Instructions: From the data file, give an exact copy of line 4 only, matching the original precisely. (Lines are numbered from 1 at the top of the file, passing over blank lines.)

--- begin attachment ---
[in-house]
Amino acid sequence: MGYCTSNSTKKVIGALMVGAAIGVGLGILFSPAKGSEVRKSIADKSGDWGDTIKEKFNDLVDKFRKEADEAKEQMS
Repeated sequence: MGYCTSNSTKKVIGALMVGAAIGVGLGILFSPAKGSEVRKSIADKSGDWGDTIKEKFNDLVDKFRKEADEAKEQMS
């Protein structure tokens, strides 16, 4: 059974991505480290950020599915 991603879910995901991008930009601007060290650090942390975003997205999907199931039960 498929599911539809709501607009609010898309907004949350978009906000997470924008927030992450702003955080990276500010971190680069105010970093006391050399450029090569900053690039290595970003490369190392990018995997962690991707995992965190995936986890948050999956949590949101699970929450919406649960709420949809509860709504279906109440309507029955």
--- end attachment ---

């Protein structure tokens, strides 16, 4: 059974991505480290950020599915 991603879910995901991008930009601007060290650090942390975003997205999907199931039960 498929599911539809709501607009609010898309907004949350978009906000997470924008927030992450702003955080990276500010971190680069105010970093006391050399450029090569900053690039290595970003490369190392990018995997962690991707995992965190995936986890948050999956949590949101699970929450919406649960709420949809509860709504279906109440309507029955």